Television Roundup: Season Six of “Girls” and “David Brent: Life on the Road”.
How do you spend several seasons of television with characters who refuse to change? Perhaps we can look to HBO’s storied past for examples: one of their earliest hits, “Sex & The City,” was a show that prided itself on it’s character’s refusal to abandon each other, even as the show’s heroines carved out separate paths in their respective professional and romantic lives. Ditto for “Entourage,” a kind of “Bros & The City” where it was never in question whether or not Vinny Chase and his Brooklyn homeboys would keep winning, just how hard they would rage before the show lumbered its way to its ineffectual climax. A more recent example would be Jody Hill and Danny McBride’s red state tragedy “Eastbound and Down,” which gave us four hilarious and horrific seasons of mulleted sociopath Kenny Powers burning bridges and stubbornly clinging to his old, toxic ways.
“Girls,” the wildly successful and talked-about Brooklyn sitcom created by Lena Dunham and comedy hitmaker Judd Apatow, is a show that faces this same basic dilemma, particularly in its sixth and final season. The characters of “Girls” — by turns insufferable and scarily recognizable, monstrously selfish and also oblivious to any and all social cues — have experienced a great deal over the course of the show’s six-season run. They’ve fallen in and out of love, ditched promising jobs, gotten married, gotten divorced and yet here still they are, together as one.
The question that Dunham seems to be asking in the show’s newest season is this: have these characters grown at all? Changed in any fundamental way? Is Hannah Horvath still the same narcissistic screw-up she was when we met her, as she shoved pasta into her face and callously pestered her parents for a loan in the season one pilot? Or has the character matured into a kind of untethered, uninhibited 20th century woman? Will timid Shoshanna ever confront her insecurities directly, or will the character continue to invent new problems for herself? Does morose carpenter and sometimes-actor Adam actually have a future as an artist, beyond all the self-pity and meaningless sex that takes up his day-to-day?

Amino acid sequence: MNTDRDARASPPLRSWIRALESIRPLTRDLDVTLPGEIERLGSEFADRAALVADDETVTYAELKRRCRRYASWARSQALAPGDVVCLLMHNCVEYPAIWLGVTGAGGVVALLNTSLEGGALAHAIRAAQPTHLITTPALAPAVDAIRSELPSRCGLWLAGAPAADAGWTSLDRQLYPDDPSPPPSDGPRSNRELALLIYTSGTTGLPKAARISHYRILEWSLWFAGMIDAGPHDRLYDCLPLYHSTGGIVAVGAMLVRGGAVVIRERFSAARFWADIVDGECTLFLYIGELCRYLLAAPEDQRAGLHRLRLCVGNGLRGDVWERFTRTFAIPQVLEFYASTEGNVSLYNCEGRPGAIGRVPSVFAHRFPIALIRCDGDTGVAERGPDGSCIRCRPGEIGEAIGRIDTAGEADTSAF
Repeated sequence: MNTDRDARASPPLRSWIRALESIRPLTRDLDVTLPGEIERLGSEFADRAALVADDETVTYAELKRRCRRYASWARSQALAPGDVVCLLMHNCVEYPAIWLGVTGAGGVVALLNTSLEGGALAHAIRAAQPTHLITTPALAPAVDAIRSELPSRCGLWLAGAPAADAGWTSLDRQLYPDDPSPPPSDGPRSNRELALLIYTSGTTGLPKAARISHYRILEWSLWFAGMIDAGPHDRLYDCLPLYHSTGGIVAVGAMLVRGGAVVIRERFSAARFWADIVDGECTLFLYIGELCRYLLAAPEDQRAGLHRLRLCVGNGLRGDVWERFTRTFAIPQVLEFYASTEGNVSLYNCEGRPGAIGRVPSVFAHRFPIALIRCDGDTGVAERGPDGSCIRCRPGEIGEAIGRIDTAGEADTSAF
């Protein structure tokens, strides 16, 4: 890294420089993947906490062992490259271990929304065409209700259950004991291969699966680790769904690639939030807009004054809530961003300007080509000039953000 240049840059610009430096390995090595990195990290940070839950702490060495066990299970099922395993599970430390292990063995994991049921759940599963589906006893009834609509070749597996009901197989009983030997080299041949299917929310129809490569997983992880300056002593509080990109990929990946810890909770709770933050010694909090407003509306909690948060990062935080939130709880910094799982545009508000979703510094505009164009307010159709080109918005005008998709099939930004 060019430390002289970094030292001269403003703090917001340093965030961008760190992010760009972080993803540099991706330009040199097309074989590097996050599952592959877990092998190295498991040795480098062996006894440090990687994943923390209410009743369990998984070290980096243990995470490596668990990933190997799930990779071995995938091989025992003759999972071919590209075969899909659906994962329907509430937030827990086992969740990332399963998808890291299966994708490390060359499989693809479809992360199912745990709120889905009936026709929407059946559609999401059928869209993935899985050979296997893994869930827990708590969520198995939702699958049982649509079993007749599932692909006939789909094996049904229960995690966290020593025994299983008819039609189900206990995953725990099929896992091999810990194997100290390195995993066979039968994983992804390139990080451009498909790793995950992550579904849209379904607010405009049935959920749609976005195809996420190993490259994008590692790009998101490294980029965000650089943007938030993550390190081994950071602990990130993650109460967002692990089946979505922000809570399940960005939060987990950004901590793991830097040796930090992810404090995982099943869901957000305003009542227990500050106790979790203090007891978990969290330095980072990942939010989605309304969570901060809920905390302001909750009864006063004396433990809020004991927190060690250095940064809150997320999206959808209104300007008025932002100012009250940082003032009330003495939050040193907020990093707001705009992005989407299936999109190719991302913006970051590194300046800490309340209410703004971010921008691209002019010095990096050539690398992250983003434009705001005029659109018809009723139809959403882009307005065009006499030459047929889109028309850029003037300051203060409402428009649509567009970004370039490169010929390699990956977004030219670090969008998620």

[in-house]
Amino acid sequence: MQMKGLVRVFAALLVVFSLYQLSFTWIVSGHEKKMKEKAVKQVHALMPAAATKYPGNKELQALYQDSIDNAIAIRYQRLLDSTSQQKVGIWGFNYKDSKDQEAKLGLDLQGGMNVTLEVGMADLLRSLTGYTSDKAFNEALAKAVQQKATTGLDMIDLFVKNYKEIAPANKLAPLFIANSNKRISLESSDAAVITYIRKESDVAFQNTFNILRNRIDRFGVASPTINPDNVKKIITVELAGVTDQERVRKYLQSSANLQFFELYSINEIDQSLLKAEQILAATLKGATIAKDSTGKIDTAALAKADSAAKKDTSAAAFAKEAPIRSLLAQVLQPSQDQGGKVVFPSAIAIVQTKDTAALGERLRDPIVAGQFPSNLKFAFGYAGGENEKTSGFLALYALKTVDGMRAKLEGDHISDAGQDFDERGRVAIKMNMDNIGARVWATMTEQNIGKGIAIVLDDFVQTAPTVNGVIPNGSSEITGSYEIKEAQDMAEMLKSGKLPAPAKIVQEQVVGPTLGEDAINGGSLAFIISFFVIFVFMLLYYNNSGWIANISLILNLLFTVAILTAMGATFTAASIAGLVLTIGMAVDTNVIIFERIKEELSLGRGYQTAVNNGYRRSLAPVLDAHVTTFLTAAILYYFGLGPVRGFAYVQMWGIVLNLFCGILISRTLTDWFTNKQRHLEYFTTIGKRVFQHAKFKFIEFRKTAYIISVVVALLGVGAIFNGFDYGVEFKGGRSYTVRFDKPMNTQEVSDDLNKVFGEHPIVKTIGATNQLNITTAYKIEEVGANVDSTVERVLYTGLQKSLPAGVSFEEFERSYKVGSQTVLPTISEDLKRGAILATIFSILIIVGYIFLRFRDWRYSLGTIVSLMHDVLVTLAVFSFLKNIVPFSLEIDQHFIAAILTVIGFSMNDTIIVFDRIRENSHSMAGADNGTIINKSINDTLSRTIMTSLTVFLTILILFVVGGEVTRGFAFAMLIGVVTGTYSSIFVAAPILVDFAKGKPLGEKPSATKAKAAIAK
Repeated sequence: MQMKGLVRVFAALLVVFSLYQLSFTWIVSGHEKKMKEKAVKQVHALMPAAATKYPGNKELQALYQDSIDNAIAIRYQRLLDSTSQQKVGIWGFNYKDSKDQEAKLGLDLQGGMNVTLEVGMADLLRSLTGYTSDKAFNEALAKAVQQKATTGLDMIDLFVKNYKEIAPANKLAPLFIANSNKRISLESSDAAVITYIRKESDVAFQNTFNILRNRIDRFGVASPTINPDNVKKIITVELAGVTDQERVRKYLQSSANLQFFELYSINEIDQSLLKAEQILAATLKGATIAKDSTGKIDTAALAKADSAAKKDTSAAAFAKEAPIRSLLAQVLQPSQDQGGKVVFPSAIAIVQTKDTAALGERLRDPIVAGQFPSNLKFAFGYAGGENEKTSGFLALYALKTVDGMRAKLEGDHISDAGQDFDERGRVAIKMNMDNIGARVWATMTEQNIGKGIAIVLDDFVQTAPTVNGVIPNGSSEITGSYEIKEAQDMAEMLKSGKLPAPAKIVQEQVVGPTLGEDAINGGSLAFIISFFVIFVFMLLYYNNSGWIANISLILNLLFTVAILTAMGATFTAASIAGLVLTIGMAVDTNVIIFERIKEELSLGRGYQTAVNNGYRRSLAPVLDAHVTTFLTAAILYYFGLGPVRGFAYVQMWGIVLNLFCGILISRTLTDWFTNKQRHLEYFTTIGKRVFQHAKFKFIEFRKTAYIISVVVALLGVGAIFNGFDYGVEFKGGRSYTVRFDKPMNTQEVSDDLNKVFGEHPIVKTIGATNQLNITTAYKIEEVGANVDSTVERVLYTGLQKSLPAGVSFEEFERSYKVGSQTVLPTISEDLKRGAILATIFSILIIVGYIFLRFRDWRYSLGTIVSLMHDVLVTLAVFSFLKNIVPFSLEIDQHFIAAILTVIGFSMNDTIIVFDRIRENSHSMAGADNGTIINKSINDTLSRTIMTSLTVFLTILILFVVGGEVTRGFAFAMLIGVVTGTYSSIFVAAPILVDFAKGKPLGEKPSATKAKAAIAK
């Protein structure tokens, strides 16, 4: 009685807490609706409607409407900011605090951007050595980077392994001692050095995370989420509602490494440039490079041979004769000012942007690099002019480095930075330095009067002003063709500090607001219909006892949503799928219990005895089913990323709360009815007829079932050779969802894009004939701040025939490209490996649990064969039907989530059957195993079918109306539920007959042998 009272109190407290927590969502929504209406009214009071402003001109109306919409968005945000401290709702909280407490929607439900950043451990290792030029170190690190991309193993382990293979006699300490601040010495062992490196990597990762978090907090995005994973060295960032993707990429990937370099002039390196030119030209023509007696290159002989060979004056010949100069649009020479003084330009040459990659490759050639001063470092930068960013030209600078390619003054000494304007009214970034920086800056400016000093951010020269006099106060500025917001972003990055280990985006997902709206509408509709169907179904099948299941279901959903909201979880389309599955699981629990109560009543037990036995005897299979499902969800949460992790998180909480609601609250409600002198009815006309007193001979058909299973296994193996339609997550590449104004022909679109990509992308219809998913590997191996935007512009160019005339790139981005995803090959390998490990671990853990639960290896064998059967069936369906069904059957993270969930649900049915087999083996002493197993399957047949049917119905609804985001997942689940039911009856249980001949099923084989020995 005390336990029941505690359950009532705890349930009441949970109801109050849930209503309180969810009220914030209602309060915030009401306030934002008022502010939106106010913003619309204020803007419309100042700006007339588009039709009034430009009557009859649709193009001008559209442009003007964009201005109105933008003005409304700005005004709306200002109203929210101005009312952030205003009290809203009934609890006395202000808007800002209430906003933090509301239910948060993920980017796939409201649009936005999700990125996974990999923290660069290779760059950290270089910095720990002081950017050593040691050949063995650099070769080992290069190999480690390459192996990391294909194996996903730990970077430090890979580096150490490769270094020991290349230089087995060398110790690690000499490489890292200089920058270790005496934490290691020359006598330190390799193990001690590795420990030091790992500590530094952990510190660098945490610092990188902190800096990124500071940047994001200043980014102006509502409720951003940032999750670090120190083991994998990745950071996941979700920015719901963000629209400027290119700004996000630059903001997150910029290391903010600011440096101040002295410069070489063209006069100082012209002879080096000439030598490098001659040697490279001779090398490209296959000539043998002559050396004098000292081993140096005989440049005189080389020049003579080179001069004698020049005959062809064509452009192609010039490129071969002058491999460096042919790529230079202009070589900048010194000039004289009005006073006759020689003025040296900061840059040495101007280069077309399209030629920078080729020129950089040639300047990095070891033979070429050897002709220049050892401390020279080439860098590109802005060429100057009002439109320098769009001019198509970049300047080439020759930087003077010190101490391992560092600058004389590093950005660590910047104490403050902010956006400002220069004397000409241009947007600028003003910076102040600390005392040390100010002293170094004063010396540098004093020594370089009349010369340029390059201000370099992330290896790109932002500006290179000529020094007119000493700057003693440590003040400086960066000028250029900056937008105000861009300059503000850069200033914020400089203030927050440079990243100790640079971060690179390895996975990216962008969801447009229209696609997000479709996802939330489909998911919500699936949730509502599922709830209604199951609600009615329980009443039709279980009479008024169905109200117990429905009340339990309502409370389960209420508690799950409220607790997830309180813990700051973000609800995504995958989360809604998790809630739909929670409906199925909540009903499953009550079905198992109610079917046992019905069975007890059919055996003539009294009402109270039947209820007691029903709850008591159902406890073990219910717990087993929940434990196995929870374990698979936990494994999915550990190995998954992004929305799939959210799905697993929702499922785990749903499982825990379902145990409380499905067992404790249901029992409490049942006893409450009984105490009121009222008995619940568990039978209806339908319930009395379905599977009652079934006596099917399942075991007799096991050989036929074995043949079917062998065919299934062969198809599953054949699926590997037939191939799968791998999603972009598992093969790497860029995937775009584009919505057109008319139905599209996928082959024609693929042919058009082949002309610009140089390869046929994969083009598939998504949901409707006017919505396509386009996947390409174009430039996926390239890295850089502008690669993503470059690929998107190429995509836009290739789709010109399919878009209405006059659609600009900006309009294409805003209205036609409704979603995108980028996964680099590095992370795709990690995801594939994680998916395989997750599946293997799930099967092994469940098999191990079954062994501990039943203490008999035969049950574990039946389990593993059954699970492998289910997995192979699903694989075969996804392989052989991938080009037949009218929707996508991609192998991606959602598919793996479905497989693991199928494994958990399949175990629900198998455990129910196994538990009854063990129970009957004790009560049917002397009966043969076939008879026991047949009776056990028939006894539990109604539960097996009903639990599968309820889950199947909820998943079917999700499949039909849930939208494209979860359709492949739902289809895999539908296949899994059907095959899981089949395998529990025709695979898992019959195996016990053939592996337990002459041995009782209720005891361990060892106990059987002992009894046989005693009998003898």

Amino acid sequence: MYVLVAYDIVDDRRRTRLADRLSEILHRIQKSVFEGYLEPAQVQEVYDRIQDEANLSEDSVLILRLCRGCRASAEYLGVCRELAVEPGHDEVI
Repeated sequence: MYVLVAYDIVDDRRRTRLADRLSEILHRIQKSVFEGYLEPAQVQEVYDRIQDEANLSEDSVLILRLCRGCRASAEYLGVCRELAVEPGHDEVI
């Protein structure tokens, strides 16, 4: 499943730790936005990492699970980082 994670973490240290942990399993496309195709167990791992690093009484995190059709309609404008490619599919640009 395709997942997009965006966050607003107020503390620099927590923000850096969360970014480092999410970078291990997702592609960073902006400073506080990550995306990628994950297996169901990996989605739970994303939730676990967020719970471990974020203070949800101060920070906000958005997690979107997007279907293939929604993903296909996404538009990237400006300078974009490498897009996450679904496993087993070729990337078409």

Self-pity, meaningless sex… gee, I guess it only took me three paragraphs to get to two of “Girls’” chief preoccupations. Now, my friends with whom I geek out over television know that “Girls” is a show I have a fair number of problems with. However, my qualms with the show are nothing too different then the innumerable other complaints that critics and viewers have lodged at Dunham and her staff. Among the chief laments are that the show’s depiction of modern-day New York is overwhelmingly white (it is), that the show rubs our face in bad behavior and often confuses it for character-building (it does), that it is wildly inconsistent on an episode-by-episode basis (yup, this too). While it’s undeniably true that privileged creatives in their 20’s who live in big, booming metropolises can be self-involved, I’ve never in my life met anyone as poisonously in love with their own experiences as the central characters on Dunham’s show. If I did, I’d run — fast, and as far away as I possibly could.
Of course, narcissistic and/or delusional characters are not entirely uninteresting in and of themselves. Noah Baumbach has made an entire career out of profiling these kinds of intellectually adroit but emotionally stunted people, and his last two films — “While We’re Young” and “Mistress America” — both feel somewhat indebted to the impudent, youthful pluck of “Girls”. However, it is not enough for a character to simply be self-involved: there must be something of substance, some paradox in their makeup, that keeps us coming back after all the appalling behavior.
The slightly rueful tone of the sixth episode premiere of “Girls” seems to suggest that Dunham and Apatow think they’re rounding some sort of victory lap with these characters — that they’ve weathered a journey of tremendous emotional growth together and that this is just one final, fond farewell from an old group of friends we may never see again. If only other showrunners were so supercilious as to give themselves that much credit. For better or worse, nothing’s changed on “Girls”. The fans will still love it, the haters will still hate, and Ms. Dunham’s show will continue to remain a lightning rod for controversy and think pieces alike, probably until its climactic episode. Apart from a vague, half-defined air of irrevocability that now hangs over this final go-round, the song remains very much the same.